Even moderately priced LAN switches today provide VLAN support and basic routing. As a result, large multitiered switched networks have replaced many of the older bridged and routed topologies.


To effectively test the new topologies, network administrators have to perform logical reachability testing and VLAN leak testing. The new generation of LAN testers uses Layer 3 IP-based test tools that check logical reachability at Layer 3, and runs tests to ensure that broadcast domains and multicast groups are appropriately bounded by the VLAN partitions.

In addition, on higher-end LANs that incorporate QoS devices (often used to prioritize time-sensitive services over bulk data transfers), network administrators have to perform tests that involve the validation of IP packet latencies, throughput and packet loss for each of the services affected by the QoS policies. For instance, on a LAN that dictates that interactive traffic (telnet, Web) has precedence over FTP, network administrators should use tools that can mix different traffic types to demonstrate that interactive traffic does, in fact, get a better QoS (lower latencies, less losses) when the overall traffic load is increased. More sophisticated solutions will provide user-centric metrics, such as application throughput and response times, that better explain how the user experience changed as overall traffic load grows.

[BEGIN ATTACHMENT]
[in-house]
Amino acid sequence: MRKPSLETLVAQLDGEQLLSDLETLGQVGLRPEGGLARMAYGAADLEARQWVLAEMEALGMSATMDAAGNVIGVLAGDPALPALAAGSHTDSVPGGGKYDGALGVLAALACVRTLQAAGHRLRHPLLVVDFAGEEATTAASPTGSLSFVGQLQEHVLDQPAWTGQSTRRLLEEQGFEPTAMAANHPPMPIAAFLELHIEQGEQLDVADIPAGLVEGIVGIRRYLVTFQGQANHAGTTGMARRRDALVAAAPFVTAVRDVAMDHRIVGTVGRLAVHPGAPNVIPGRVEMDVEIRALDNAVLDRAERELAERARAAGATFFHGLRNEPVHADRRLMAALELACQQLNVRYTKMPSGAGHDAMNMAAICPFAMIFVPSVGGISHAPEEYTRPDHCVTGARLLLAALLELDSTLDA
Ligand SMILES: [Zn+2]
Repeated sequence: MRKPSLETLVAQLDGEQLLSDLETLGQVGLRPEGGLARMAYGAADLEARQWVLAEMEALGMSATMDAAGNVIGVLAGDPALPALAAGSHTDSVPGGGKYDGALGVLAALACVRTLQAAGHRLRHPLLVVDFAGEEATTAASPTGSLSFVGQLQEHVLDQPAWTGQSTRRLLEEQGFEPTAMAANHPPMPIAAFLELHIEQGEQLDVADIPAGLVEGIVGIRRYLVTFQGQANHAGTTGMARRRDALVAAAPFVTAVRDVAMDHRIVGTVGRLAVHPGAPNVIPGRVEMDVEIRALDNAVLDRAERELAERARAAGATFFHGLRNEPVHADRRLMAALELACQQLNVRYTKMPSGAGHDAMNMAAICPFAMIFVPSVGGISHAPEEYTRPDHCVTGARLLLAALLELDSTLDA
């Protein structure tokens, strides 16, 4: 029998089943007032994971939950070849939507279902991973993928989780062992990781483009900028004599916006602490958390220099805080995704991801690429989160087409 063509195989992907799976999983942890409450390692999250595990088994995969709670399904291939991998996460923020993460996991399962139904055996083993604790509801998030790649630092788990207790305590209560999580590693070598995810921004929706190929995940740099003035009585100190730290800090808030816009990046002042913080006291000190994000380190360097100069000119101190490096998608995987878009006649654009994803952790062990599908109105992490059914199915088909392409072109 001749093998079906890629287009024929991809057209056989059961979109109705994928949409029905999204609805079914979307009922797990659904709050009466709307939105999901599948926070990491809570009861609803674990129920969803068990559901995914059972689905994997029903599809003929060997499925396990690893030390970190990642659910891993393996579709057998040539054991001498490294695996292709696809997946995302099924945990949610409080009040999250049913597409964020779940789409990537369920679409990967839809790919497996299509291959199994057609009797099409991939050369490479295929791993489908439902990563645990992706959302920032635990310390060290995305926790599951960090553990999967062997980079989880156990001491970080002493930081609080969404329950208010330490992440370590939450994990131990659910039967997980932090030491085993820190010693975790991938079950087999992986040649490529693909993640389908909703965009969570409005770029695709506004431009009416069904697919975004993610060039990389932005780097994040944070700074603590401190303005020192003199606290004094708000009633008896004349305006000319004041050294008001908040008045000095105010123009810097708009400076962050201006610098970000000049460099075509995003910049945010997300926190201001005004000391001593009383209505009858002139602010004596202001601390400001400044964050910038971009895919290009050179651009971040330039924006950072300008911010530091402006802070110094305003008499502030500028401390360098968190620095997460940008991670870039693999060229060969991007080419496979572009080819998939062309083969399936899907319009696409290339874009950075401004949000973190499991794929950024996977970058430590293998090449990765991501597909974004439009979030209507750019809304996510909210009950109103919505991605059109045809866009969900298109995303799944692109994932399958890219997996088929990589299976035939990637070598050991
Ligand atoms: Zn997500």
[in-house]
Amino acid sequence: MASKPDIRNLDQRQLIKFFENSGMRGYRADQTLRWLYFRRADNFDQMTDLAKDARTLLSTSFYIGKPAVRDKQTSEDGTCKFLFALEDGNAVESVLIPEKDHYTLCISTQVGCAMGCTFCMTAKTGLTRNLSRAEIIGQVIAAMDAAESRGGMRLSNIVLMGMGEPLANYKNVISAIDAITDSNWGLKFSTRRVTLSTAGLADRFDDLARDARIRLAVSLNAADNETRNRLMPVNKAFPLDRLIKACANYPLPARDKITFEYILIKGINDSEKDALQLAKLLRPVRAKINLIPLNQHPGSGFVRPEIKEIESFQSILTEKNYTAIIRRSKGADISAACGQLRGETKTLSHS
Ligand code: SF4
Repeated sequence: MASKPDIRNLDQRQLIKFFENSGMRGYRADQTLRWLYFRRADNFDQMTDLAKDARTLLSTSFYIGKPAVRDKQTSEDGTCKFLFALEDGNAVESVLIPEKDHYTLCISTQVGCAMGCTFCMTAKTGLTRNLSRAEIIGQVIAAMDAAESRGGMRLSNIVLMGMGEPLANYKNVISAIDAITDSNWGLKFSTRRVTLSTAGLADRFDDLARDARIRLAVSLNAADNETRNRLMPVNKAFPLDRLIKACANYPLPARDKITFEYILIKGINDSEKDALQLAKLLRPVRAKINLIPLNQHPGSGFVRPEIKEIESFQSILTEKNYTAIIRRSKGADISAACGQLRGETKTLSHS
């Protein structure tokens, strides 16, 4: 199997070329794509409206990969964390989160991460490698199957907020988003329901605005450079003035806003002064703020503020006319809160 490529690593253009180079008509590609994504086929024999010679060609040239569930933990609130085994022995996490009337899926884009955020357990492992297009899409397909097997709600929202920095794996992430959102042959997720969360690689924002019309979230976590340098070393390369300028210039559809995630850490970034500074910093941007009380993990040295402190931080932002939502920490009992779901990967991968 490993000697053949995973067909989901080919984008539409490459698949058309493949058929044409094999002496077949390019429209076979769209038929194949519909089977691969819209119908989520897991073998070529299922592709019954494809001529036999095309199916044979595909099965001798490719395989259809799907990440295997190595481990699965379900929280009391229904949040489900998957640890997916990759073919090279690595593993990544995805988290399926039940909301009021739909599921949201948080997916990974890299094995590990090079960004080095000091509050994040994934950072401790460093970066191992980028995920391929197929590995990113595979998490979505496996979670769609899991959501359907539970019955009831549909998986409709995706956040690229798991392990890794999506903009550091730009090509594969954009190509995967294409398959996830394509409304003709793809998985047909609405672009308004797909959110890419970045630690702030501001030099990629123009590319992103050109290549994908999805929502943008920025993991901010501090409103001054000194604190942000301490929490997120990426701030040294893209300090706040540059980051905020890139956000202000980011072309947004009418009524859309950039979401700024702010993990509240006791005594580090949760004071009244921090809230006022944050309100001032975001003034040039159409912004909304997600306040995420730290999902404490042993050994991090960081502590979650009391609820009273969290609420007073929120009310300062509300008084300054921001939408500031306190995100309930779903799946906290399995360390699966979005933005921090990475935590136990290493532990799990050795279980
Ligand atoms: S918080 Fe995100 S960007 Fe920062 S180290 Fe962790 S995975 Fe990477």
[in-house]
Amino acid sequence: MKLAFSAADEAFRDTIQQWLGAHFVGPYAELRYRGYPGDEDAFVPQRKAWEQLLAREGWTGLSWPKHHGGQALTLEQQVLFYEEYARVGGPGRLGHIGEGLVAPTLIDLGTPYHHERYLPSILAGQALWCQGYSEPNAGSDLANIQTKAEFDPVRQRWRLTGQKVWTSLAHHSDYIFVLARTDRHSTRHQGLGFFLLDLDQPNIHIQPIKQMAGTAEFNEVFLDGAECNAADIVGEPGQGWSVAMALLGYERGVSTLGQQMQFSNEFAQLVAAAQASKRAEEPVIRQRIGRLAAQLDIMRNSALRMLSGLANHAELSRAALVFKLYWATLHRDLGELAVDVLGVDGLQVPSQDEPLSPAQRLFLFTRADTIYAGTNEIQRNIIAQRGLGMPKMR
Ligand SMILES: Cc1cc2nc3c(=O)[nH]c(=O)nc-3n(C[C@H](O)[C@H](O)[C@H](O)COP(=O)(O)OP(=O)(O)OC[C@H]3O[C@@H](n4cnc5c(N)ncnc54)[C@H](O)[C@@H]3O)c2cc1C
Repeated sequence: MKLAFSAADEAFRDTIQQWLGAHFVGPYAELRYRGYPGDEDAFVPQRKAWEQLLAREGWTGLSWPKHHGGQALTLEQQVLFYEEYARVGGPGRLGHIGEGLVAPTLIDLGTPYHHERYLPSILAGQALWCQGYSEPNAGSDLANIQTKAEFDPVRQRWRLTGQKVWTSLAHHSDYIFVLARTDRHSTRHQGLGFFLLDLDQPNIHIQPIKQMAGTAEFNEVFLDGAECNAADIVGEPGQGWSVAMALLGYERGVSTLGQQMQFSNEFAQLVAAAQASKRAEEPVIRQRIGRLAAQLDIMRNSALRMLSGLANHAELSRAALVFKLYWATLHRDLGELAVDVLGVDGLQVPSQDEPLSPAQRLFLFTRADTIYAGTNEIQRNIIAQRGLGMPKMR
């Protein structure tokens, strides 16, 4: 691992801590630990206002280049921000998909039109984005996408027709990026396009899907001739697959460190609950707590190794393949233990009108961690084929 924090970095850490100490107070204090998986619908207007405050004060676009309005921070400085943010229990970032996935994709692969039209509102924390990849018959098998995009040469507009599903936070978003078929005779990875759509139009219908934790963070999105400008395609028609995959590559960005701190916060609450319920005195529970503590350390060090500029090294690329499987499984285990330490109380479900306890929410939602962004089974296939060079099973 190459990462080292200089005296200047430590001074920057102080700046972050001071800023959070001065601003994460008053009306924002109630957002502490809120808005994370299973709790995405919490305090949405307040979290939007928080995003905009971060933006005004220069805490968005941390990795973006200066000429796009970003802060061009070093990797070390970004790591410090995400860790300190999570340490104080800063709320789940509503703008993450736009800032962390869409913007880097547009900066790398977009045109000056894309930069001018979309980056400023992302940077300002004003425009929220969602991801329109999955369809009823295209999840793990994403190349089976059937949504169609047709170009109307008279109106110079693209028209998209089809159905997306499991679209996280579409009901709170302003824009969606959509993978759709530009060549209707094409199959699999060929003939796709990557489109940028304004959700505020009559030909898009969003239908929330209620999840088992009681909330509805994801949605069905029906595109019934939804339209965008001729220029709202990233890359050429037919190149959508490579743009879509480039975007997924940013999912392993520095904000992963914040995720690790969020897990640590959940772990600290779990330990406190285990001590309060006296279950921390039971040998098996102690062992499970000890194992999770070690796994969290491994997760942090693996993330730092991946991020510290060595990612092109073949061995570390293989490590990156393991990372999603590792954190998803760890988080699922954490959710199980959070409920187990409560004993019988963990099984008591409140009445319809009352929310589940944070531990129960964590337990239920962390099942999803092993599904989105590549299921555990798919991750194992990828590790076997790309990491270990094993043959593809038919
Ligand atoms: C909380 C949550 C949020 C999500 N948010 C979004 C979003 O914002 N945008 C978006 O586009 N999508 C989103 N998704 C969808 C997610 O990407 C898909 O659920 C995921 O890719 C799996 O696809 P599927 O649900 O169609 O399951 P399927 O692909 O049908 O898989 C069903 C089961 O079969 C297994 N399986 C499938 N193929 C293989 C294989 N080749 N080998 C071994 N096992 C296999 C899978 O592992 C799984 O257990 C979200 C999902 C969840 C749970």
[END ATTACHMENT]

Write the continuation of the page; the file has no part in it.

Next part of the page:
If virtualization and QoS can be thought of as changing a LAN's internal structure, Webification can be explained as expanding what a LAN is--the external structure. Webification is the movement of many of the traditional client-server services to a Web-based solution, such as human resource support systems, CRM systems, sales force automation systems and even things as basic as expense reports.